ANZAC Girls – Wartime Soap?

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I wonder how many of you have been following this ABC series on a Sunday night. As part of the year long commemoration of WWI leading up to the centenary of Gallipoli landings, it was with great anticipation that we both tuned into the first episode a couple of weeks ago. Though there were some good moments looking at how the nurses coped with their first experience of the casualties arriving in huge numbers to a Cairo military hospital, overall we both came away with the feeling we’d been watching a bit of a ‘soapy’!

There was great emphasis put on romance/social side which whilst I am sure happened (and you’d need something to take your mind off the war), took away from what we both thought would be the focus of the story – how did nurses transplanted from the relative comfort of Australian hospitals cope in a tough wartime environment. In fact Sally thought she might give the rest of the series a miss, so disappointed was she at the direction the series seemed to be taking. Sally has done a great deal of reading on the nurses in wartime, particularly WWI, so was much less forgiving of the portrayal. I, on the other hand, was prepared to tune in again last Sunday and give it one more chance. The scene setting, tours around the pyramids and building of the first episode had given way to a much more gritty picture with a group of nurses being sent to the island of Lemnos (piped up the beach with bagpipes – where else would you see that!) where they had to set up a hospital virtually from scratch and receive overwhelming numbers of wounded soldiers; having to fight for the provision of water and the basics of first aid equipment. The tearing off of their petticoats to make bandages showed the nurses to be resourceful and they also showed the risks to their own health from dysentery and other tropical diseases, which actually took the life of one of their group.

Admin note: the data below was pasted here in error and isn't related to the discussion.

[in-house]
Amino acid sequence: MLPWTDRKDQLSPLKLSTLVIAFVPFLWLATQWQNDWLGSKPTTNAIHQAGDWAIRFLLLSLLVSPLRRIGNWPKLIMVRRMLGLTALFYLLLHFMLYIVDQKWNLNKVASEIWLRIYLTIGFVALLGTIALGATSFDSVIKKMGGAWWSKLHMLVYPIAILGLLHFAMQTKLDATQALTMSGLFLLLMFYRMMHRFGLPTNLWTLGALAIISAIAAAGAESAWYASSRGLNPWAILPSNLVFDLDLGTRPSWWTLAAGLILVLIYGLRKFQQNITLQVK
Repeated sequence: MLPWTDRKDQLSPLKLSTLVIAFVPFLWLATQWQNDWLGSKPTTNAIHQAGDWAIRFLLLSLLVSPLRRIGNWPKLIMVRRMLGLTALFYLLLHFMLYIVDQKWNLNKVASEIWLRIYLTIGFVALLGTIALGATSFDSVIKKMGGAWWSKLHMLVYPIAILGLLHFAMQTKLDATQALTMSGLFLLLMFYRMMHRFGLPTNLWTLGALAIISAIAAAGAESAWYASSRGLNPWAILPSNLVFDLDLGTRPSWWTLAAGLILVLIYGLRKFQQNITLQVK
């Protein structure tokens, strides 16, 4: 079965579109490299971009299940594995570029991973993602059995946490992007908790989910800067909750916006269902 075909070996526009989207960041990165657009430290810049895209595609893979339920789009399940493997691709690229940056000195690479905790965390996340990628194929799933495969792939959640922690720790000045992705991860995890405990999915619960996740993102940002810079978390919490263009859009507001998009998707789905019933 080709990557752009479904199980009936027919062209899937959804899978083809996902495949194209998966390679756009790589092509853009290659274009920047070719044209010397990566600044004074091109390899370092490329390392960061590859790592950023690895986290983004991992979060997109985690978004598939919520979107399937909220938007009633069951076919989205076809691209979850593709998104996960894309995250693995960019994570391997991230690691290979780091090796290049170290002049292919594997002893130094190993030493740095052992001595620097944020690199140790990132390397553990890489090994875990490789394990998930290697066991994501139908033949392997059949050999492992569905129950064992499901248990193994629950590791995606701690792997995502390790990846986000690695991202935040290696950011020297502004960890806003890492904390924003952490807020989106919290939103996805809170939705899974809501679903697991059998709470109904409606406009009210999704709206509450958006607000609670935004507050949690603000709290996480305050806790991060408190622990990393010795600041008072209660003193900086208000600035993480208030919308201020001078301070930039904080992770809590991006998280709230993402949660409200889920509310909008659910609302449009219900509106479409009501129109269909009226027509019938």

Despite the war time environment, there was no escape from some of the arcane cultural mores that the English nurses brought with them – one of them snootily commenting that as the Australian nurses were only army reservists, not ‘proper’ army, they were not really entitled to wear the red cape! You would think there would be other things to think about! But interesting nonetheless to chuckle at such customs!

So let’s see where it takes us over the next few weeks……. What do you think of the series so far??

Cheers Menna